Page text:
Strategic planning for the improvement of spatial planning in rural Gauteng.

Social deprivation and underdevelopment continues to haunt many rural areas in South Africa. In an attempt to mitigate this, the Department of Rural Development and Land Reform (DRDLR) commissioned Enterprises University of Pretoria (Research Solutions) to produce the Gauteng Rural Development Plan (GRDP) at the end of 2014. The Department of Town and Regional Planning, a number of external contractors in civil engineering, geomatics, urban design and agricultural economics, and senior officials in the DRDLR participated in this project.

The GRDP is not only the first integrated, strategic plan prepared for the rural areas of the province, it also represents an attempt to avoid regarding rural areas as only places of farming, isolation, marginalisation, poverty and/or despair. According to the GRDP, rural areas have many opportunities for economic activity, job creation and a better quality of life. In support of this decidedly opportunity-centred approach, the project team introduced a number of novel rural development concepts. These include functional regional rural zones, rural design, and transit-oriented rural development.

While it was commissioned by the DRDLR, this plan is not a blueprint for any one entity in government.  Instead, national and provincial departments and the municipalities in the province, communities and private-sector stakeholders can address common challenges within this development framework. They can also discuss the prospects the province offers and collectively map ways forward in which all those living in the rural parts of the province can lead a dignified and meaningful life.

The plan was conceived, prepared and refined over two years. This was achieved through a number of processes. The first stage included intensive data gathering, site visits, the analysis of data and integration with the legislation, policies, strategies, plans, frameworks, programmes and projects of national and provincial government departments and municipalities. The second stage consisted of geographical information system (GIS) analyses using purpose-made land needs and suitability criteria, and rural development typologies. The third stage included work sessions with DRDLR officials, officials from national and provincial government departments, as well as municipalities and experts in the areas of rural development, engineering services, agricultural economics, and environmental management. During the last stage, distillation of all the data, ideas, inputs, proposals and concerns into the key GRDP outcomes were carried out.

A number of key GRDP outcomes and components were identified. Nine functional rural regions spanning rural Gauteng and – in many cases – “functionally tied” parts of neighbouring provinces were identified. The outcomes and components include nine templates – one per functional rural region – for intergovernmental planning, budgeting and implementation scheduling sessions, as well as a three-phase approach to developing each of the nine functional rural regions. A set of significant “quick gain actions” can be undertaken in Gauteng to meet government’s overarching objective of addressing the country’s inequality, poverty and unemployment. These actions also contribute to the realisation of government’s Outcome 7: “Vibrant, equitable and sustainable rural communities with food security”. It does this by means of the following:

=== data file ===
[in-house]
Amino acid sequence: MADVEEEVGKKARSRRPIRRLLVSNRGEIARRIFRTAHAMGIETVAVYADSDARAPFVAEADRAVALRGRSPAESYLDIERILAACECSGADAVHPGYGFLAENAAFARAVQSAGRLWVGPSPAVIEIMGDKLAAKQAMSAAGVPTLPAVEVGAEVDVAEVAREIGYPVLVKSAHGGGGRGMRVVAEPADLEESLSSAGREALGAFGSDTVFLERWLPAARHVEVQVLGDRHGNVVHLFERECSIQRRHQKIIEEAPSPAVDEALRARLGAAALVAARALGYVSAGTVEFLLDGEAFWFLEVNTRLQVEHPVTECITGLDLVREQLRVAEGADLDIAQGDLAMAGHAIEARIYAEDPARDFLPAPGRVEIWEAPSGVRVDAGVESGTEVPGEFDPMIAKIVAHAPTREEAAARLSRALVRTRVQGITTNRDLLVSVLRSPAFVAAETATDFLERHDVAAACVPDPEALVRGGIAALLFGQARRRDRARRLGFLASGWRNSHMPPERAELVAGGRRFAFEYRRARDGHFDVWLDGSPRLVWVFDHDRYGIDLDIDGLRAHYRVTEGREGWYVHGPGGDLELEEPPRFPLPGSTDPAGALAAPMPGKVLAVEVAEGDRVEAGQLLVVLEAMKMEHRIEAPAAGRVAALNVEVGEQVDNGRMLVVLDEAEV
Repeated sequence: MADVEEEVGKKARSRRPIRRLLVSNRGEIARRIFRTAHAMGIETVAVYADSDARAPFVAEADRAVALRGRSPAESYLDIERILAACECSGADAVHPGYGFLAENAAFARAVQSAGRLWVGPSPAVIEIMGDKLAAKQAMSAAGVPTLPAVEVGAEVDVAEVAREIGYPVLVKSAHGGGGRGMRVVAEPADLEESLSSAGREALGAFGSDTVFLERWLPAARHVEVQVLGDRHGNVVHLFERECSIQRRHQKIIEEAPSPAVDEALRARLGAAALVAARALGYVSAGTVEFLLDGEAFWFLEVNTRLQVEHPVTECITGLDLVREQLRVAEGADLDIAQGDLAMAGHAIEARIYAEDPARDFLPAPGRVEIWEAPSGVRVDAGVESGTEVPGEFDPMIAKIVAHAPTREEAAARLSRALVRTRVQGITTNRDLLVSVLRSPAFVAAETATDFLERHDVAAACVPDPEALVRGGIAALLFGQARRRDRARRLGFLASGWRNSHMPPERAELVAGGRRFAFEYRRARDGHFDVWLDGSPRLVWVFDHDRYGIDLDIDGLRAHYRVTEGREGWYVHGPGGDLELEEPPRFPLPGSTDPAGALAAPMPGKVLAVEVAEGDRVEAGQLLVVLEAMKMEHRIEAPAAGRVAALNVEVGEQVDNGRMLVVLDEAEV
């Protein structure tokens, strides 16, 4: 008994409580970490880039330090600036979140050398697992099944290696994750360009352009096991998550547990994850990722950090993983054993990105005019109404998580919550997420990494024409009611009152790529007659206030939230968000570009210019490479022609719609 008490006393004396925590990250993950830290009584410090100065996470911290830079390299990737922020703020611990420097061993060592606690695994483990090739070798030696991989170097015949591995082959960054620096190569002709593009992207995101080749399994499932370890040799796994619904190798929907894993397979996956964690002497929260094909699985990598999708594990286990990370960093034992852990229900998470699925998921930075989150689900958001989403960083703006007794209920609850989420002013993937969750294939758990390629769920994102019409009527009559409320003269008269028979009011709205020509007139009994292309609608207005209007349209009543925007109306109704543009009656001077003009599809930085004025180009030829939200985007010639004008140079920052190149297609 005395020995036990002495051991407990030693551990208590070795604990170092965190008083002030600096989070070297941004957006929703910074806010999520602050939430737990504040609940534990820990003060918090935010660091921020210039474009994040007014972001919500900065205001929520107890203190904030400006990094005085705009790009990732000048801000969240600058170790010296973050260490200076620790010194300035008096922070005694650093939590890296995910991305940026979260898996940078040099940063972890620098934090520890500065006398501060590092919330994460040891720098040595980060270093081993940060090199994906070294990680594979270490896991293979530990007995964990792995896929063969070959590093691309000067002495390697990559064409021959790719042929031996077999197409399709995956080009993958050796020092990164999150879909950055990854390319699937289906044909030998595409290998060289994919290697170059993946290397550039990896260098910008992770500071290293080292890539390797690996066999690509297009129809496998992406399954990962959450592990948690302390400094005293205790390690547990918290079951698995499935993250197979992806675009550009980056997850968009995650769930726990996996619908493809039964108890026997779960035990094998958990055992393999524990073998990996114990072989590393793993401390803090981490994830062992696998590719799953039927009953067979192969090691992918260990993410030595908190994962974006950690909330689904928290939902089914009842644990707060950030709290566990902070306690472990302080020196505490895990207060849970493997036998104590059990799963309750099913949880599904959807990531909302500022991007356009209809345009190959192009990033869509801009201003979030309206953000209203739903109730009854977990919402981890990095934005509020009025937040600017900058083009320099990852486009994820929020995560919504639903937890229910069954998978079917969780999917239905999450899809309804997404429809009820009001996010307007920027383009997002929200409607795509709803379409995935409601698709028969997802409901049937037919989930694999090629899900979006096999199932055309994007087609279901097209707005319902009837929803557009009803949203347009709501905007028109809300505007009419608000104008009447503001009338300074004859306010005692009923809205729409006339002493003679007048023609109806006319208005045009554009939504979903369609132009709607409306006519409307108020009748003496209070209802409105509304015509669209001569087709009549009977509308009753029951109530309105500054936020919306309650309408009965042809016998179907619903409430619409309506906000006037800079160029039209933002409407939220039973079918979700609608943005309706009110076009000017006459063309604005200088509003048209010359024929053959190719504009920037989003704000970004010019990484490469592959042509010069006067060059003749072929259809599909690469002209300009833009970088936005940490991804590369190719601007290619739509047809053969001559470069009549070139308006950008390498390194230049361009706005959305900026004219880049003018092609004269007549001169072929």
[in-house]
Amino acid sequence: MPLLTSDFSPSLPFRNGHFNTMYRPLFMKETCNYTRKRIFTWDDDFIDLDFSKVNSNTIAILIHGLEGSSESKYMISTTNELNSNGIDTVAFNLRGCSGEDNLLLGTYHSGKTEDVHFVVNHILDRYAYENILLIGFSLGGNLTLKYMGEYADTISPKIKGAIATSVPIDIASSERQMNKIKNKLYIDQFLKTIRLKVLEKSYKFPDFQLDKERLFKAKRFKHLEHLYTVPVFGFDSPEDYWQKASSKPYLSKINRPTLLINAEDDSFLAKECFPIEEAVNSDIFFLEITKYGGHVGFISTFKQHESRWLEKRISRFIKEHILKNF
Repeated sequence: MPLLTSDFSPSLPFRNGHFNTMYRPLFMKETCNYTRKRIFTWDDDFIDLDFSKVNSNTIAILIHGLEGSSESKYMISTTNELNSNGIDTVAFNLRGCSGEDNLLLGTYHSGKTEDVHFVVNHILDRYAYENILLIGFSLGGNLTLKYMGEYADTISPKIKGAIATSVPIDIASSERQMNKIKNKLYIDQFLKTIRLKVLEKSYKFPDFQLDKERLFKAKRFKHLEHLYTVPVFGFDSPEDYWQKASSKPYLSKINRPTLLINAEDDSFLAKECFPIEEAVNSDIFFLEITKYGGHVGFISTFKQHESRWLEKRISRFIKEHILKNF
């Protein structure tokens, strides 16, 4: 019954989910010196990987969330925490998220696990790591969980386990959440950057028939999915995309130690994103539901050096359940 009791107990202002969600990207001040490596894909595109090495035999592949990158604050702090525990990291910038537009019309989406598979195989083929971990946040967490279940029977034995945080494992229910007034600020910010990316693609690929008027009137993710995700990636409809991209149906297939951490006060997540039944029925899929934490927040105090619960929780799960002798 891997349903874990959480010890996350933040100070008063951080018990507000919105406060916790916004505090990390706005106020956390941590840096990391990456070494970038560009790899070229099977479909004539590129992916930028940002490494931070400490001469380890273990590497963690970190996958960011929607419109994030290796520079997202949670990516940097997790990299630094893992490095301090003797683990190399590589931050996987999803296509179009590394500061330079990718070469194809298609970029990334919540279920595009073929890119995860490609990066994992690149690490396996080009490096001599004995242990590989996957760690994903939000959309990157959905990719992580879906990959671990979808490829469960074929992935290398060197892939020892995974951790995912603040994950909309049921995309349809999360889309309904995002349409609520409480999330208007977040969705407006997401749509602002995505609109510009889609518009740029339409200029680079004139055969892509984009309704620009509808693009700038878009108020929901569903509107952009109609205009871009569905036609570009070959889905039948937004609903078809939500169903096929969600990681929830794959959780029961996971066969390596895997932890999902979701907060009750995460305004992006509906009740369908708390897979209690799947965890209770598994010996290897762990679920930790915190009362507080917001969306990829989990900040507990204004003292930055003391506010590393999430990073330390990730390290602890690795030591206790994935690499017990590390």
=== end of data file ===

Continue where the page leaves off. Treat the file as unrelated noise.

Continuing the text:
• Transforming rural nodes into high-potency, catalytic regional rural development anchors and rural service centres.
  • Expanding small-scale farming and supporting small-scale farmers and associated agro-processing.
  • Enabling and supporting transit-oriented rural development (TORD) along suitable provincial routes.
  • Strengthening and deepening natural system-based tourism in the province.

While the implementation of the plan rests on the enthusiastic, sustained and collaborative efforts of a wide range of stakeholders and role-players, the project team proposed that an internal, coordinating DRDLR Advisory Committee be established. It was also proposed that the DRDLR’s Spatial Planning and Land Use Management Unit assume the lead role with regard to rural development in the province, as set out in the plan, and undertake the following tasks on a sustained basis:

  • Regular engagement with all relevant stakeholders in and outside the state.
  • Lobbying and influencing other stakeholders and role-players for the inclusion of the GRDP’s objectives, concepts and ideas in plans, frameworks, policies and strategies that have an impact on rural development in the province.
  • Aligning proposed plans, policies and strategies in the DRDLR with those of other spheres and sectors of government.
  • Populating and regularly updating the geographical information database with all relevant information about rural development projects and programmes.
  • Keeping an eye open for new national, provincial and municipal legislation, policies, plans, frameworks, strategies and programmes that may have an impact on rural development in the province, and informing – as and where necessary – the other units in the DRDLR who can contribute to such documents.

The project team is of the opinion that, should all stakeholders and role-players play their unique roles, the plan could make a real, positive difference in rural Gauteng and the lives of everyone who lives in this space.  – Prof Mark Oranje

Caption: The Gauteng Rural Development Plan is set to ensure food security for communities.